NameRoleEmail
Saghir AzizAssistant Head Teachersaziz2@w-h-s.org.uk
Hayley AsheSenior Progress Leader, Progress Leader, Y11hashe@w-h-s.org.uk
Sarah TeagleYear Leader, Y11steagle@w-h-s.org.uk
Usman MahmoodCareers Leader, Y11umahmood@w-h-s.org.uk
Osama ShaheinIntervention Coordinatoroshahein@w-h-s.org.uk
Kirstie WalkerC & K Careers Advisorkirstie.walker@ckcareers.org.uk
Note: Parents who are more confident speaking in Urdu, Punjabi, or Gujarati, can email Mr Mahmood about anything. You can email any of the teachers above and request a call back, or just converse with email.

To avoid missing out on key information all Y11 parents should be on ClassCharts. If you don’t already have the ClassCharts Parents App, please download it on your phone. Email datarequests@w-h-s.org.uk if you don’t have an access code.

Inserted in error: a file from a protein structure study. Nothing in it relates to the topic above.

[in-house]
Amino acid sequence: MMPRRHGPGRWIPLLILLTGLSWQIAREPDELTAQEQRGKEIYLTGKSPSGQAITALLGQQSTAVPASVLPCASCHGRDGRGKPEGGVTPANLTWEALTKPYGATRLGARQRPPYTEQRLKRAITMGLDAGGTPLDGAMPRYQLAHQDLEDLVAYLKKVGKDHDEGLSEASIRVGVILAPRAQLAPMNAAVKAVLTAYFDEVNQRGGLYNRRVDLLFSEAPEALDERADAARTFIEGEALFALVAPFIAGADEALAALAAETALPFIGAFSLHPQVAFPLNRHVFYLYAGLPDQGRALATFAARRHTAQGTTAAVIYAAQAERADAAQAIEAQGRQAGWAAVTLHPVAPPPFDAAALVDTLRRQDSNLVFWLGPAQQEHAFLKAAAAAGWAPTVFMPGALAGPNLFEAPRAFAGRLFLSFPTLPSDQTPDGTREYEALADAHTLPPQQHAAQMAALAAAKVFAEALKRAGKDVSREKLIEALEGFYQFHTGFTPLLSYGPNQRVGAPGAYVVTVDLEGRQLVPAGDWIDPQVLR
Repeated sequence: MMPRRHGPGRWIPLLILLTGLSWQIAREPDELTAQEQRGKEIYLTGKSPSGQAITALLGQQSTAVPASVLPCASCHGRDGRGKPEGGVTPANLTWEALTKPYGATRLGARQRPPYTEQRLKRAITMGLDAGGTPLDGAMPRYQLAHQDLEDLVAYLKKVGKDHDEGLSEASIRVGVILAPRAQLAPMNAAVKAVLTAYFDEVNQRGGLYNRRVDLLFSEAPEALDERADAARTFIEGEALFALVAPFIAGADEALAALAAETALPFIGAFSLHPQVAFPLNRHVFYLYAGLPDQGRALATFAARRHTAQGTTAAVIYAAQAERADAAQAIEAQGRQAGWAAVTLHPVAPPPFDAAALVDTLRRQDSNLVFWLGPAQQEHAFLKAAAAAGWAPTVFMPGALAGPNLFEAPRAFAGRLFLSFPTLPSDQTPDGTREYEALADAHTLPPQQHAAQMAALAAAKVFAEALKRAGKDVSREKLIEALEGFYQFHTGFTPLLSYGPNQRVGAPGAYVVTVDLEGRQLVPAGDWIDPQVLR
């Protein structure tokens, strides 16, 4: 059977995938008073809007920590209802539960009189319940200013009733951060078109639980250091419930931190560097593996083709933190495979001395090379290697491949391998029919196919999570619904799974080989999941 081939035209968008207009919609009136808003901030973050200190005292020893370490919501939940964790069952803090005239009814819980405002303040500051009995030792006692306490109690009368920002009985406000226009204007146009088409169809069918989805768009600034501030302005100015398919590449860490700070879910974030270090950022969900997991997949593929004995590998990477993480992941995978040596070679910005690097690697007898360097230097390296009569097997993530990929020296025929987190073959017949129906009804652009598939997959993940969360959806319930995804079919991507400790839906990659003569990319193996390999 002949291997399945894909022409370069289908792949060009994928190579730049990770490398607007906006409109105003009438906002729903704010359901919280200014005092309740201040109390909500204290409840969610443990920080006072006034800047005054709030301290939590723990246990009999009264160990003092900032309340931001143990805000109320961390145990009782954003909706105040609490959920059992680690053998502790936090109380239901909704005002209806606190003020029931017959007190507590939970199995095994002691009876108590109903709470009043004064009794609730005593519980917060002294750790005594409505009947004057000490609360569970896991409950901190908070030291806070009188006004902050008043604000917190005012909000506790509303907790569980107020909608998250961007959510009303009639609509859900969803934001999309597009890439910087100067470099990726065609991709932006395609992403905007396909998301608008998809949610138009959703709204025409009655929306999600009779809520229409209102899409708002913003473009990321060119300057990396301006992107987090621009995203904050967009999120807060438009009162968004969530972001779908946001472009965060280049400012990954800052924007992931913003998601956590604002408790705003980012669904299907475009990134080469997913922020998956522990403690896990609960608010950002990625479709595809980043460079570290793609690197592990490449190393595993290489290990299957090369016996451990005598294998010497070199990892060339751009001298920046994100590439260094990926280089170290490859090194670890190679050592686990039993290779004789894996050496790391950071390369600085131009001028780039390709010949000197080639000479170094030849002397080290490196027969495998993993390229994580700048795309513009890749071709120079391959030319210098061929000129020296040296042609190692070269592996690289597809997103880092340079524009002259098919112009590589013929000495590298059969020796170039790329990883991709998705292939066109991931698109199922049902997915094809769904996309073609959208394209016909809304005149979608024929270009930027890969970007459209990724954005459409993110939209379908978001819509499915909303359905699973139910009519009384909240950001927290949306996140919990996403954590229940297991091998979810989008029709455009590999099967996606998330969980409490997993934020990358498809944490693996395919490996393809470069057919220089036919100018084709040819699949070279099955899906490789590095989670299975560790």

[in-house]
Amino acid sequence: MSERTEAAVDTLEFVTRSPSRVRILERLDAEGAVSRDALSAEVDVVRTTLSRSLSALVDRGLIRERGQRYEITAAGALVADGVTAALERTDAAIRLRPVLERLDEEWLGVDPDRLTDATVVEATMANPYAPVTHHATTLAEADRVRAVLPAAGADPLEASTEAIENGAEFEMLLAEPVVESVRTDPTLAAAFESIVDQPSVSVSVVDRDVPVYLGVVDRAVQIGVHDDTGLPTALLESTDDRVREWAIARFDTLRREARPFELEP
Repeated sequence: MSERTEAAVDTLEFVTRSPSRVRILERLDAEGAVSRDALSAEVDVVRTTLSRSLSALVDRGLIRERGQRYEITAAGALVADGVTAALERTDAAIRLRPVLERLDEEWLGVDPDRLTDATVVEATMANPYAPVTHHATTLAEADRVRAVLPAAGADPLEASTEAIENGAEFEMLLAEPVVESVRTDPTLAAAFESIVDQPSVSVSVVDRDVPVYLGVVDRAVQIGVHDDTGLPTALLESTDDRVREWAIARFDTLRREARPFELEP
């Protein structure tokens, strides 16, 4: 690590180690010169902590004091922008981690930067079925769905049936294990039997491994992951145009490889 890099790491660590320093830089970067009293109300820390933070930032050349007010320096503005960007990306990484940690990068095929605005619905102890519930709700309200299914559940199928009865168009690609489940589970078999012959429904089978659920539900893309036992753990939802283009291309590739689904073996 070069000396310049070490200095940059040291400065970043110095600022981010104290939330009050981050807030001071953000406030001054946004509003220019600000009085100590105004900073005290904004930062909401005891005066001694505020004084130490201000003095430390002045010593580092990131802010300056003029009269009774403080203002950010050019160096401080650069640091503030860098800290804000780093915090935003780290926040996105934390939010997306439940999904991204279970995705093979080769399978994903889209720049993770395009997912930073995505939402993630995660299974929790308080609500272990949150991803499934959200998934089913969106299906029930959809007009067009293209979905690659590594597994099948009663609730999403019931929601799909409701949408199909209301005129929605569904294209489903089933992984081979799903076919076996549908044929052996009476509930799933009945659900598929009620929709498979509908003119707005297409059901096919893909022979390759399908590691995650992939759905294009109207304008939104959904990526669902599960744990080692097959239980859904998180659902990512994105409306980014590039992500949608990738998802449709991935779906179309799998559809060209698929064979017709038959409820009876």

Mock exams took place at the end of February.

The final exams take place in May and June – timetables are provided for each exam board:

Support with Revision Techniques

Young Minds asked young people to give them some wellbeing advice for exam time and this what they were told:

  1. Always take a moment to just breathe, whether in the exam, before or after.
  2. Remember that school does offer support, just reach out and ask!
  3. Keep your work balanced. Spend time revising, but socialise and relax too.
  4. Keep a self-care routine so that your revision is the most productive it can be whilst you feel as good as possible.
  5. Break up revision with food and exercise to make sure you stay energised.
  6. Remember that results do not define you.
  7. Find a revision space and style that works for you: silence, background chatter, music with or without lyrics.
  8. Work to your own pace – everyone is different in how they work.
  9. If you feel nervous about the time pressure of an exam, practice timing yourself when you revise, or try some test papers.
  10. Plan in some treats to reward yourself, and celebrate when it’s all over!
GCSEs in England have been reformed and are being graded with a new scale from 9 to 1, with 9 being the highest grade. The new GCSE content is more challenging, with fewer grade 8s being awarded than A*s.
New grading structureFormer grading structure
9A*
8
7A
6B
5
4C
3D
2E
1F
UU